"Do you think it's possible you simply forgot to write the beginning?" I questioned.

"That's preposterous," Long guffawed. "What kind of a writer would I be if I didn't write the beginning?"

"Then what is it that you think happened?" I asked.

"I don't think what happened, I know what happened," Long insisted.

I leaned in closer.

"It was stolen!" Long yelled.

"You think somebody stole the beginning of your story?" I repeated.

"Yes! It's the only logical explanation!"

It didn't take a detective to realize this man was clearly just a struggling writer who simply had a hard time writing the beginning of his stories and couldn't admit it, but I didn't have any other calls for the day, so I figured I'd humor him. I leaned in closer.

"Well, then looks like we've got a tough case on our hands," I said with a grin. "Do you have any enemies? Any people you think would want to steal your hard work?"

"Yes!" He yelled in excitement. "I know exactly who it is!"

With that, Mr. Long practically jumped out of his seat and ran out of the room.

"You do?" I asked, more so for myself as Long was already long gone.

I followed Long's rather loud footsteps out of his apartment and down the hall into the room that had the banging metal sound emanating from it, which appeared to have stopped. In the room, I saw Mr. Long standing above another man who looked just like him.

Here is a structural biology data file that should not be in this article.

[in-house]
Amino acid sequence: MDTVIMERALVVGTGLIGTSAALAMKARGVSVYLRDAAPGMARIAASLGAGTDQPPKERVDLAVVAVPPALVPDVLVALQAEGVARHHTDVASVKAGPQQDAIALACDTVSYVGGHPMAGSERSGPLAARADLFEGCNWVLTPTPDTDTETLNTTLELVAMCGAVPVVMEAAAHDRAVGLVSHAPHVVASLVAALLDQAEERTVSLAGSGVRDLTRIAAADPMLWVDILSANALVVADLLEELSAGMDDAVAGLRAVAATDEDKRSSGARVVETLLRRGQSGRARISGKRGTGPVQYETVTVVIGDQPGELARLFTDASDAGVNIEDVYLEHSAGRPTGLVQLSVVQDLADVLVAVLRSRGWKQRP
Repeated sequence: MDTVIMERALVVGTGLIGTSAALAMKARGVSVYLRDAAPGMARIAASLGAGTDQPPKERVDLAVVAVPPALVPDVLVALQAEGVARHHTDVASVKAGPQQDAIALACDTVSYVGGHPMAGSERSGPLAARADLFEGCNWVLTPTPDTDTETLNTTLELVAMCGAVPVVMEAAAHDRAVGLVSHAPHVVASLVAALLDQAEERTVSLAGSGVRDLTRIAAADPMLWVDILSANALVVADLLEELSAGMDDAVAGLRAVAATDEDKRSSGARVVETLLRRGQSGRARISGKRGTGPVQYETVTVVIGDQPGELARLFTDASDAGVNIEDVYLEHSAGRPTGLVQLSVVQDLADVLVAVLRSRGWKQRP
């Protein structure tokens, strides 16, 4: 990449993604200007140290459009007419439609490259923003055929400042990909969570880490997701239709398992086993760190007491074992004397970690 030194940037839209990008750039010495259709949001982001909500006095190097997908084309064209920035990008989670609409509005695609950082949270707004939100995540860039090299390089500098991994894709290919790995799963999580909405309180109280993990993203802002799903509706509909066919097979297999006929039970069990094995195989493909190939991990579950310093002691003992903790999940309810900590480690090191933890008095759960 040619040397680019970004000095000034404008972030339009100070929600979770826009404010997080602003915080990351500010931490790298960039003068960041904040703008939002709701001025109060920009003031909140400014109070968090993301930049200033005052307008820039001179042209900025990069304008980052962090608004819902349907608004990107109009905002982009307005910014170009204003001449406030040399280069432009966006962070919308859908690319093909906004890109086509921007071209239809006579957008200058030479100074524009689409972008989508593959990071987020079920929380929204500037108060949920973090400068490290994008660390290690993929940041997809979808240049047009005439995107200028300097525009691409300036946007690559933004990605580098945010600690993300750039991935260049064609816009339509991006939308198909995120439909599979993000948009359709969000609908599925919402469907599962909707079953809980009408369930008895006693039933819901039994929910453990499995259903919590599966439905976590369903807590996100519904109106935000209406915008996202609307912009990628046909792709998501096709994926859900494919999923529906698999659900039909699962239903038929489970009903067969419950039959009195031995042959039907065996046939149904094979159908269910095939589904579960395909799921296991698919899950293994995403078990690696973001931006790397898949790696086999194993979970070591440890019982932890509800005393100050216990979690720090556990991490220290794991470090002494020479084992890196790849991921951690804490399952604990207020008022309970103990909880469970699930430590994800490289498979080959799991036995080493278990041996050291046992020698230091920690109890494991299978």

"Who is this?" I asked, unable to take my eyes off of the man.

"This is my twin brother," Mr. Long said. "Jake."

"It's Jack," Jake groaned.

"Yeah, that's what I said," Long shook his head. "James."

Jack looked up at me.

"What do you want?" He asked.

"Uh, sorry to disturb you," I said quickly. "But your brother here seems to be under the impression that you have stolen the beginning of his story."

"Oh, he's just saying that because he hates me," James replied, crossing his arms. "I don't even write!"

"Well, I'm supposed to investigate every lead I get, so I guess I'll be the judge of that," I replied. "Now, Mr. Long."

"Yes?" Joseph and Mr. Long asked in unison.

"No, the one who called me," I said sternly. "Do you have any proof to back up your claim?"

I was fully expecting Mr. Long to just give a quiet 'No' and for this case to be over before it truly began. This was already the easiest case I've ever had, I just needed him to admit what really happened. But he seemed to be unable to do so.

"Why yes, I do," Mr. Long said with a grin.

He reached into his back pocket and pulled out a thick roll of paper. He unrolled it quickly and it began to pile onto the floor as it was so long. He finally got it all unrolled and showed me the top of the paper.

"This is my outlining sheet for my book," Mr. Long explained. "And this up here at the top is where the beginning was. Now, look at it."

I inspected the top of the paper and found a simple message written in a box.

U smell like buttz.

"He stole my work and then insulted me!" Mr. Long yelled. "Arrest him!"